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Using Facebook Developer Tools to Sync Facebook, Outlook, with iPod

March 3rd, 2007 · 2 Comments

In the early days of Facebook, including an apostrophe or quote in a search string would cause a SQL error. This exposed Facebook to a SQL injection vulnerability, a common hack for dynamic websites driven by SQL databases, usually coded in PHP, frequently the result of a single developer coding the system from the ground up, as Facebook was.

Then when Facebook first implemented a text-to-image converter for pieces of sensitive data, namely email addresses, they failed to properly implement the special value associated with each image, named the “key”. Presumably this was meant as some type of security mechanism to prevent unauthorized requests. Except that although each image was requested with some “key” field when a Facebook profile was loaded, the “key” field really didn’t matter. Hence, it became possible to automatically retrieve email addresses from Facebook profiles provided you could guess a correct user number. This is actually very easy since the numbers are issued generally in numerical order, with different prefixes for different networks – and each network also has a profile for “The Creator“, whether it appears in search or not, whose profile generally ends with zeroes and a trailing 1. Anyway, within a day or two of discovering they were being harvested for data, the site was suddenly rolled back to an old version of code, without the text-to-image generator, and email addresses printed in text yet again. Of course eventually they fixed the “key” field implementation and proceeded with this new feature. However, this too proved to be futile as programs like Facebook Downloader (no longer available) and Profilicious ($7.95) demonstrated that using OCR features of the .NET 2.0 libraries it is possible to extract text from the images which contain email addresses on Facebook.

Since the early days when Facebook information security was virtually non-existent, it has matured quite a bit. Now, the developers at Facebook are so confident in their ability to make Facebook, they’ve unleashed a Facebook API into the world. Now, other applications will be able to interface with the Facebook Platform, and post and retrieve data from Facebook. The API language is a bit like SQL. Knowledge of a scripting language and APIs in general is encouraged for readers interested more in this aspect of Facebook Developer Tools.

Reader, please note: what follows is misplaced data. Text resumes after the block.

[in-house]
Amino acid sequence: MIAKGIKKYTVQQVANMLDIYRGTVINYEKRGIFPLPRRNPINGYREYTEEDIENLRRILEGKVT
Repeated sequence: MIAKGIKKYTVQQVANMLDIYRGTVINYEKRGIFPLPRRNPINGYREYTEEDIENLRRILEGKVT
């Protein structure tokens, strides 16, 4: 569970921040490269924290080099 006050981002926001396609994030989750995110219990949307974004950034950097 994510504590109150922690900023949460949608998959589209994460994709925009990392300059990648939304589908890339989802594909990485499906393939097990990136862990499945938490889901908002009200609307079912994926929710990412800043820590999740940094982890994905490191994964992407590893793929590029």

Facebook clearly realizes people want to access the massive amounts of data they store — an amount so vast and complex that they command something close to $2 billion if they were to be acquired. But now, hacking Facebook will more often mean something cool built around the Facebook Platform. Also, Facebook figures this makes Myspace look totally 1997. Myspace today resembles many early WWW pages in the sense that many web pages has things like the animated construction worker letting you know things were “under construction” whereas today animated glitter text is used to induce seizures.

Now take this idea and kick it around: with an appropriate API to the data, a program could be created that would synchronize a person’s Facebook friend’s data to a Microsoft Outlook contact list, and then also to an iPod‘s contact list. But facebooking on an iPod seems a bit intense – the information carried over doesn’t have to be that in-depth. It would be most useful (to me, at least) as a way to keep an up-to-date list of friend’s birthdays, phone numbers, and email addresses.